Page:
Email Marketing In The Subscription Economy

From music to meals, from razor blades to flowers, you can buy just about anything you want via a subscription. 

I drafted this column using my paid version of the subscription note-taking app Evernote. I have a monthly massage plan, and I watch movies on Netflix. 

New business models are shifting from purchase and ownership toward sharing or subscriptions. This has and will cause dramatic change in many industries that rely on traditional purchasing scenarios.

Two examples:

  • Membership car-sharing services like Zipcar are a blip on the auto industry radar today. In 20 years, they could be the dominant alternative to car ownership or leasing.
  • Cloud-based software services that set annual contracts paid through monthly subscription programs now dominate the technology space, including email marketing service providers.

Subscription Business Models Broadly Defined

Many consultants and technology businesses claim they invented the subscription model. But, of course, it has funded the publishing industry since the 1600s.



Here's how I define "subscription model:" paying for products or services on a recurring basis (e.g., monthly, annually) without retaining use when the contract or agreement ends.

This definition does NOT include leasing (e.g., cars) or rentals, like a chainsaw for backyard tree trimming.

These services share some general traits:

  • Customers often don't own the product/service (except for personal-use items).
  • They can cancel their service either at any time or at the end of a contract.
  • They pay for their subscriptions on a recurring basis.

Some examples:

  • Contract Subscriptions: Magazine subscriptions, wireless phone services, gym memberships, apartment rentals and software, all with defined service periods.
  • Month-to-month Subscriptions: Recurring fee services that you can cancel at any time. Although we don't think of them this way, home maintenance like pool care, pest control and lawn care follow a subscription model, too.
  • Freemium to Pay: A service that provides limited free capabilities and adds premium benefits for paid users.  
  • Membership: Services like Zipcar that require a monthly membership fee plus payment for each use.  
  • Replenishment: Services that supply consumable products such as toothpaste, razor blades or printer ink cartridges on a recurring basis until cancellation.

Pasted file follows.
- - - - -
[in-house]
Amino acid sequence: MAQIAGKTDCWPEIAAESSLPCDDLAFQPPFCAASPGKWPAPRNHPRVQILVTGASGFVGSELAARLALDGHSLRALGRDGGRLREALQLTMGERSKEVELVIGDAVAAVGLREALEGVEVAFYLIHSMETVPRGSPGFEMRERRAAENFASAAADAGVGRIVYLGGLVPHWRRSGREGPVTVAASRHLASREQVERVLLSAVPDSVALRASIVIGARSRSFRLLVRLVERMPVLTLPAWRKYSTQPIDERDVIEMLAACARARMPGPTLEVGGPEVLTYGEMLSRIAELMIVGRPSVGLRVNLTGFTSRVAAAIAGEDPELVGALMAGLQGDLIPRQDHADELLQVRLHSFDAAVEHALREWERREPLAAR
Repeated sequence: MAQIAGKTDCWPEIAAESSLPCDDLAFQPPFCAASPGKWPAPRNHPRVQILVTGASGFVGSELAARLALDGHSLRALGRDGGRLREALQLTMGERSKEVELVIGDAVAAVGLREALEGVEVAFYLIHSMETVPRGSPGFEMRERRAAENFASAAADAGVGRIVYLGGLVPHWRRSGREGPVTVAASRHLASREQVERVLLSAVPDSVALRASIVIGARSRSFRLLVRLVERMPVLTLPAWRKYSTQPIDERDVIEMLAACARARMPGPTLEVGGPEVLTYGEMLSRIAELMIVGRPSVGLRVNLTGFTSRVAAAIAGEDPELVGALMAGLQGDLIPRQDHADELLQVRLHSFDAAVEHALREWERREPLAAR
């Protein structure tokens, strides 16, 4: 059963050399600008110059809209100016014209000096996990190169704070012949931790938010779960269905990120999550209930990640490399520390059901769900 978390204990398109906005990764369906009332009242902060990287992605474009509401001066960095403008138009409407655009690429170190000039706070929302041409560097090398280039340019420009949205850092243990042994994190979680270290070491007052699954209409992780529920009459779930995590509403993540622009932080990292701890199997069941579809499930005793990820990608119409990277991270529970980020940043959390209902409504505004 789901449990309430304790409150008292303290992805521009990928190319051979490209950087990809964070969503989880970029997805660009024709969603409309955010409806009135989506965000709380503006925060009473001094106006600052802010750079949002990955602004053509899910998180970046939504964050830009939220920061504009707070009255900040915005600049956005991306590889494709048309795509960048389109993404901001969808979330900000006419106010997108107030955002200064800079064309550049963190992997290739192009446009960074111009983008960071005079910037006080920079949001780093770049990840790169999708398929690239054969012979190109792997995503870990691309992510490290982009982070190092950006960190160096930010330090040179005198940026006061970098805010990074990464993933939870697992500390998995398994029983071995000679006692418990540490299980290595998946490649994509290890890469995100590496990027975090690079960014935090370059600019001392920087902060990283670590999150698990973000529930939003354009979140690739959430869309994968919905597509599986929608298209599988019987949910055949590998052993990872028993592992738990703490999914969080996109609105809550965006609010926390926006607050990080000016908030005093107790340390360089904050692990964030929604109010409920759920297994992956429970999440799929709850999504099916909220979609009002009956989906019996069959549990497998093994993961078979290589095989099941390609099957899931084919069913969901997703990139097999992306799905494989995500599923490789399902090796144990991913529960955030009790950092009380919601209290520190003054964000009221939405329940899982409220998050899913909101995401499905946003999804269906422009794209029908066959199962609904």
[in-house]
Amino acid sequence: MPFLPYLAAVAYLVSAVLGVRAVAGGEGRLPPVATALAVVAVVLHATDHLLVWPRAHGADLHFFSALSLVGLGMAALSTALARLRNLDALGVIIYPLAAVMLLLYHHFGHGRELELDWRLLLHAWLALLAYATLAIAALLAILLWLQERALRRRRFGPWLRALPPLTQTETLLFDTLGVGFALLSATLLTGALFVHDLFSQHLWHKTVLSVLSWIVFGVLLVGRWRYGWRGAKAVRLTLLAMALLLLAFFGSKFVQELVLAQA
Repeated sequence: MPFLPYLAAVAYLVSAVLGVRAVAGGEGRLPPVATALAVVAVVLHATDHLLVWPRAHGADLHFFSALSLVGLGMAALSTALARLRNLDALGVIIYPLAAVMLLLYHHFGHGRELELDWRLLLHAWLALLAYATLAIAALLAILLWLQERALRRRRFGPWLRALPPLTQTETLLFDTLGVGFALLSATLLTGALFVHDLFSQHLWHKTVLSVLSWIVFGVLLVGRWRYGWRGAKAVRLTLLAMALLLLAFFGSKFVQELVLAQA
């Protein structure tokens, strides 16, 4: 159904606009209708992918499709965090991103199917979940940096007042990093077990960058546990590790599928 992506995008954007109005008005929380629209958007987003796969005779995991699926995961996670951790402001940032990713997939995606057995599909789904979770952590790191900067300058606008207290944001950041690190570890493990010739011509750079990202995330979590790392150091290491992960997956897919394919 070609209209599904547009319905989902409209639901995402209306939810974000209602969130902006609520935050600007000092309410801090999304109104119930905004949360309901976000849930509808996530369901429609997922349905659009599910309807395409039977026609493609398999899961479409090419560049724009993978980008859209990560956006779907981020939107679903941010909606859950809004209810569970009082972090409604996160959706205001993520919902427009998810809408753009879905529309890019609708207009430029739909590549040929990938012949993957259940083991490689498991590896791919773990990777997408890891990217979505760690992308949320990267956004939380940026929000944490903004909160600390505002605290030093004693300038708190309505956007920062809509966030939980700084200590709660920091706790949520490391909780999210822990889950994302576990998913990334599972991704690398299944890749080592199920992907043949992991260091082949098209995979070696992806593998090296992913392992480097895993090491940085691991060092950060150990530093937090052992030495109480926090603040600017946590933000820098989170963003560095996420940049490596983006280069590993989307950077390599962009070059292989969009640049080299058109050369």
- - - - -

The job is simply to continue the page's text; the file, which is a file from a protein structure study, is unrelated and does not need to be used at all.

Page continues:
Service is the Product

The traditional purchase model focuses on the initial transaction and possibly add-ons like service or maintenance. If a customer is dissatisfied with the product or service, the company will likely lose a repeat customer, but probably still make a profit on the one-time buyer.

With the subscription model, the ongoing customer experience is paramount, giving subscribers much more power than the transactional buyer. If the value doesn't meet expectations – online services go down, massages disappoint, the dinner-in-a-box fails – users cancel their services, and the recurring payments end.  

7 Roles for Email Marketing

Below are seven key areas where email marketing can help convert and retain more subscription customers:

1. Acquisition: Content-based emails can educate and build brand trust and help convert prospects into customers. 

2. Onboard: Meal or floral services might be unfamiliar to many potential customers. Show them how the service works and how to get the most from it, using email content such as videos and testimonials.

3. Upsell/Convert: Nurture freemium customers on the benefits of upgrading. Use testimonials, case studies and ROI examples to show what they're missing or how much free usage they have left.

4. Customer Experience: The customer's experience drives the decision to keep or drop a subscription service.  Trigger a nurture email series reminding customers who don't log in or use key features within a set time about the benefits they're missing.

5. Renewal: Beyond a typical renewal series, leverage behavior to identify both active and inactive users. Nurture them early with upsell and special retention offers, content and tips to turn them into engaged users.

6. Transactional: Don't overlook transactional emails, which can give customers valuable details and usage information. 

7. Feedback: Although customer behavior usually trumps comments, use email to capture responses to surveys that can trigger follow-up email series with content and tips.

Until next time, take it up a notch.

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